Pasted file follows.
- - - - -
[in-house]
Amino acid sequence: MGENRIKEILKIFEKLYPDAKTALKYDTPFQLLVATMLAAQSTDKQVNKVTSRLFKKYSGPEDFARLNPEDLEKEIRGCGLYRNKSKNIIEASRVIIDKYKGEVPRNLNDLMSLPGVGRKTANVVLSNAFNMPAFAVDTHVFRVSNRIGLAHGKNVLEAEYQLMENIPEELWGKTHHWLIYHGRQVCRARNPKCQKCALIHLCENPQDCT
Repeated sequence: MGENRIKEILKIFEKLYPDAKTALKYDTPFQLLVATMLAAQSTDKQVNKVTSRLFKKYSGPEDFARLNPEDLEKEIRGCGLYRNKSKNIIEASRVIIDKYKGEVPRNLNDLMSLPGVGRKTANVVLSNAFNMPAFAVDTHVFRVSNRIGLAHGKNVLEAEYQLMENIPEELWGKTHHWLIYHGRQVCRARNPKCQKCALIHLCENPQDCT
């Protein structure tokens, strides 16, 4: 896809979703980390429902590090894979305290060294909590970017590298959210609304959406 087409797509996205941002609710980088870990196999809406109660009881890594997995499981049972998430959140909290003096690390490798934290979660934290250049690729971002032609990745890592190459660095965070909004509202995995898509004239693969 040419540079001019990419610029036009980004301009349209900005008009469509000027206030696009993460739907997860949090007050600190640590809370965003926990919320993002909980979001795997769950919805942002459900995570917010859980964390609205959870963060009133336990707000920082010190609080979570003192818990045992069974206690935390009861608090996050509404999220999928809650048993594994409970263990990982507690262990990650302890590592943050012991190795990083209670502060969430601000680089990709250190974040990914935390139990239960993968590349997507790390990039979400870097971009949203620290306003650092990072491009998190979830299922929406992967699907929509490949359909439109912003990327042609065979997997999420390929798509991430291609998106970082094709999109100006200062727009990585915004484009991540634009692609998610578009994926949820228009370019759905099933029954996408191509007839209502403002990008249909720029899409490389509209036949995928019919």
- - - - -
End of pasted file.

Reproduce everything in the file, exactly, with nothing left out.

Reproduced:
[in-house]
Amino acid sequence: MGENRIKEILKIFEKLYPDAKTALKYDTPFQLLVATMLAAQSTDKQVNKVTSRLFKKYSGPEDFARLNPEDLEKEIRGCGLYRNKSKNIIEASRVIIDKYKGEVPRNLNDLMSLPGVGRKTANVVLSNAFNMPAFAVDTHVFRVSNRIGLAHGKNVLEAEYQLMENIPEELWGKTHHWLIYHGRQVCRARNPKCQKCALIHLCENPQDCT
Repeated sequence: MGENRIKEILKIFEKLYPDAKTALKYDTPFQLLVATMLAAQSTDKQVNKVTSRLFKKYSGPEDFARLNPEDLEKEIRGCGLYRNKSKNIIEASRVIIDKYKGEVPRNLNDLMSLPGVGRKTANVVLSNAFNMPAFAVDTHVFRVSNRIGLAHGKNVLEAEYQLMENIPEELWGKTHHWLIYHGRQVCRARNPKCQKCALIHLCENPQDCT
């Protein structure tokens, strides 16, 4: 896809979703980390429902590090894979305290060294909590970017590298959210609304959406 087409797509996205941002609710980088870990196999809406109660009881890594997995499981049972998430959140909290003096690390490798934290979660934290250049690729971002032609990745890592190459660095965070909004509202995995898509004239693969 040419540079001019990419610029036009980004301009349209900005008009469509000027206030696009993460739907997860949090007050600190640590809370965003926990919320993002909980979001795997769950919805942002459900995570917010859980964390609205959870963060009133336990707000920082010190609080979570003192818990045992069974206690935390009861608090996050509404999220999928809650048993594994409970263990990982507690262990990650302890590592943050012991190795990083209670502060969430601000680089990709250190974040990914935390139990239960993968590349997507790390990039979400870097971009949203620290306003650092990072491009998190979830299922929406992967699907929509490949359909439109912003990327042609065979997997999420390929798509991430291609998106970082094709999109100006200062727009990585915004484009991540634009692609998610578009994926949820228009370019759905099933029954996408191509007839209502403002990008249909720029899409490389509209036949995928019919």